Published on: Tuesday, August 27, 2013
Kota Kinabalu: The Government is considering setting up a consultative council to look into issues related to the diving industry in the State and how to improve it.
According to Tourism, Culture and Environment Minister Datuk Masidi Manjun, the proposal to set up the council was aimed at how to make the industry operate better.
He said the proposal was also to ensure that Sabah or the dive industry here continues to enforce stringent measures on the quality of divers, including foreign divers and dive masters who may want to work in the State.
Masidi said they have agreed, in order to better facilitate supervision of the industry, to join the public and private sectors to set up a body which they would like to call a council where they have tasked the Permanent Secretary to get ready a draft of it so that it can be presented to the Cabinet.
"Once the draft is completed, we will then call members of the industry to sit down and look at the draft. The whole idea is that we want to make sure, since we are talking about a smart partnership between the public and private sectors, that everyone is comfortable with the draft.
"The function of the council is to coordinate various issues related to the diving industry and to make sure that there is closer cooperation between the industry and the Government. More importantly, if and when there is a need for various resort operators to hire foreign divers and that these divers comply with the various regulatory requirements and professionalism and expertise that will be determined by the council through the associations."
He said this to reporters after a courtesy call by Semporna Resort Operators Association President, Robert Lo, and entourage at his office in Wisma Tun Fuad Stephens, here, Monday.
Masidi said they have also discussed putting forth the idea that all the dive industry associations become members of this council for the good of the industry.
"This is so that the industry is better regulated for their own sustainability for future. Eventually we would also like the council to be a one-stop centre for the State to recommend or reject new licences for operating new dive centres to maintain some semblance of quality of service for the sustainability of the industry."
Masidi said the associations have also informed him about the shortage of Chinese speaking dive masters and claim it is affecting their business.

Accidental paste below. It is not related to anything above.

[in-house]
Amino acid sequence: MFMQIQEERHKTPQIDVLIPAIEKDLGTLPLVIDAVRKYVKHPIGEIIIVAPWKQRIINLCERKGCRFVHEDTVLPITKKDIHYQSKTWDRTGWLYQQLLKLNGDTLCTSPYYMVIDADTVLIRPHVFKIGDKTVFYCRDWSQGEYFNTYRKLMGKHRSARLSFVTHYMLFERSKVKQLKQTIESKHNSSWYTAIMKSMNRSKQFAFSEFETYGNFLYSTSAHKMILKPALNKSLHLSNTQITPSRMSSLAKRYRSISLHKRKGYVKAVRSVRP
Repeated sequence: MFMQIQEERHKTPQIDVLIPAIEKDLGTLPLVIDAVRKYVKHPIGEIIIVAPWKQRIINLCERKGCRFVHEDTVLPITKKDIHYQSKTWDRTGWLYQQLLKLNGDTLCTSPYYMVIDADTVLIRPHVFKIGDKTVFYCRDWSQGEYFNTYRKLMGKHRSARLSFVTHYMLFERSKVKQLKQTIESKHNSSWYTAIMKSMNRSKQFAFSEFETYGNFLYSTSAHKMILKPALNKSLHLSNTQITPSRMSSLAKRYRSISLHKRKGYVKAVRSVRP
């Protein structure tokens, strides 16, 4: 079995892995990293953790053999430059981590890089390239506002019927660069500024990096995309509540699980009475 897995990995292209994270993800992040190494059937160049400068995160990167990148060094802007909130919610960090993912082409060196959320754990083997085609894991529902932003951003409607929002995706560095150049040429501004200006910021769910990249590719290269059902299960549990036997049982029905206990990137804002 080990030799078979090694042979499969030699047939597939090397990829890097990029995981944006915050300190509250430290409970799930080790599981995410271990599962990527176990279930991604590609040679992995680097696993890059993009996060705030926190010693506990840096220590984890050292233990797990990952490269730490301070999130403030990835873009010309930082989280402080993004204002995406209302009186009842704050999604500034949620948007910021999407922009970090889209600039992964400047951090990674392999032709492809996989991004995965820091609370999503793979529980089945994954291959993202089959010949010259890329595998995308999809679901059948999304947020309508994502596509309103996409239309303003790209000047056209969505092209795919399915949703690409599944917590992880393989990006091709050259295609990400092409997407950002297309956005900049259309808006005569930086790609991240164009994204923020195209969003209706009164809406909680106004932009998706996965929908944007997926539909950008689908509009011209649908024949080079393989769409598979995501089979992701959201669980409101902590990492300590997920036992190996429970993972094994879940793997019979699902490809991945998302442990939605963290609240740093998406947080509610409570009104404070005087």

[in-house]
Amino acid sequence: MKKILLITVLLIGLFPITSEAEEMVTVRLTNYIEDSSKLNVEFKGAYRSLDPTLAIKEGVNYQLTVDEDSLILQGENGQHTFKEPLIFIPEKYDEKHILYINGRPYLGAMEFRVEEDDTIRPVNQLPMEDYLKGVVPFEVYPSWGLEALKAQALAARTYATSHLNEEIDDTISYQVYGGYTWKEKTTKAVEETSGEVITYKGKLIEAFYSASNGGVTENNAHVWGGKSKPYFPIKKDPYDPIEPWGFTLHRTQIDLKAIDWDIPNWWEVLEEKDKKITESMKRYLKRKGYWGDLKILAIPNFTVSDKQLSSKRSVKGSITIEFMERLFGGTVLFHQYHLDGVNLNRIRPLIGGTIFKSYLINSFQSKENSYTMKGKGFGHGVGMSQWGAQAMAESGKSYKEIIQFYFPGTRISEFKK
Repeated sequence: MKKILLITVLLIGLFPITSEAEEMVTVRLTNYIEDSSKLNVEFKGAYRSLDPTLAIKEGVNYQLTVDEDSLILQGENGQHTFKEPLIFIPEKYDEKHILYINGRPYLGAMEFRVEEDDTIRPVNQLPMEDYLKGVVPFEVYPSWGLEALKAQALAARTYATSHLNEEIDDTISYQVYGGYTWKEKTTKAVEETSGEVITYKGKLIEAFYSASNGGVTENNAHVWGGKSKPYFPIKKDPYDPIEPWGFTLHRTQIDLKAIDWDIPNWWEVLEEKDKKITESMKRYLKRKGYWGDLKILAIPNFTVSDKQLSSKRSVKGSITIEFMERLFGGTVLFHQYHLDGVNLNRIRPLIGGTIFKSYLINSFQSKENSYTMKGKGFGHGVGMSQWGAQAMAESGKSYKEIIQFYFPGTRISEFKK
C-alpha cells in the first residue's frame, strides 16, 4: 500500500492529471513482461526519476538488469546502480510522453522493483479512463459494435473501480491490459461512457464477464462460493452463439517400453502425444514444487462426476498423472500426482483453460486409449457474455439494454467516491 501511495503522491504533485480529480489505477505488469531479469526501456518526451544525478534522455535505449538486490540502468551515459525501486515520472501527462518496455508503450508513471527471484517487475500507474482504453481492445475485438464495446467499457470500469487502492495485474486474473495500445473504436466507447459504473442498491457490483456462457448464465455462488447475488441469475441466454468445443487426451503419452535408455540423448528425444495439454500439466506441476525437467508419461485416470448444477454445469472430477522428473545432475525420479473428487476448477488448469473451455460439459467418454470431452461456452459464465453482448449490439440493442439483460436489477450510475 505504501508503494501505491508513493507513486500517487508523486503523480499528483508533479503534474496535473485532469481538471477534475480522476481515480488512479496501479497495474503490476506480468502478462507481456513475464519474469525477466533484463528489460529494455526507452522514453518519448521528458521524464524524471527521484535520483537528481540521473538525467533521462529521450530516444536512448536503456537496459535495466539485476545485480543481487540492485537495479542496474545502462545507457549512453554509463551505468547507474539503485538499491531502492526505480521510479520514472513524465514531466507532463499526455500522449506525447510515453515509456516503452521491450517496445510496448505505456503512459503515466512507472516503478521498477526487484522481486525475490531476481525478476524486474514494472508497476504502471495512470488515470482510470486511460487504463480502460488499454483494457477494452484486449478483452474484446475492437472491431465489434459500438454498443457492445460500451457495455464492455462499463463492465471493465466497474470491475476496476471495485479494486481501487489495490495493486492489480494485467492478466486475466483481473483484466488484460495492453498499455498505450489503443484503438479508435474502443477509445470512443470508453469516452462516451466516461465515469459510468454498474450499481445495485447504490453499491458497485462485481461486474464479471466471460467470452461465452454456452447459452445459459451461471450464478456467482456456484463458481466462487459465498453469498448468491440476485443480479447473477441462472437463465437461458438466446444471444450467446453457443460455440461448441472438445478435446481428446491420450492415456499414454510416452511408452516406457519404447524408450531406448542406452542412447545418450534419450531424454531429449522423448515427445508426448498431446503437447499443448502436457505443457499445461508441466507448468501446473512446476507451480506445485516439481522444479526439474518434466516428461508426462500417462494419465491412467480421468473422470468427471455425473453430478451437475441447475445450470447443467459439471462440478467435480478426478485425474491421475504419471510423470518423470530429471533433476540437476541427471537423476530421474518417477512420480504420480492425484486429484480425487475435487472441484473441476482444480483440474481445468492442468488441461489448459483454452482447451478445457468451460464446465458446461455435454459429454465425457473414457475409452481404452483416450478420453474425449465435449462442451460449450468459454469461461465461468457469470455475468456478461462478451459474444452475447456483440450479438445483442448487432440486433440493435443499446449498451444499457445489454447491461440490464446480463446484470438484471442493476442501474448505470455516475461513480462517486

"Hence, they are proposing to take in dive masters from China.
That also is why we need to set up this council to determine the sort of professionalism and conditions that will allow the employment of foreign dive masters.
It must comply with conditions to be set up by Sabah to ensure quality.
We are not just talking about numbers but numbers with quality."
Lastly, Masidi said he also hoped that more locals would be willing to take up training to be dive masters.
"I heard that not many locals want to stay on islands to be dive masters.
I think we should not be worried if security is the concern.
But I think it is more about the tough job of being a dive master, which is not easy. You will be in the water most of the time and not many people are willing to be in the water most of the time unfortunately but I was informed the pay is also good."
He said the industry will meet again and if and when the council is set up, he felt there will be a consultative meeting every three months.
"We are taking this course because we believe we are doing well at this moment and when you are doing well you want to ensure the sustainability of the industry. And it is also the more reason for it to be conducted well and the industry is looked after and well regulated."
He said the operators have also agreed that Sabah is the destination of choice for diving in this part of the world and to maintain these attractions, the only way forward is to make themselves better, hence the setting up of the council.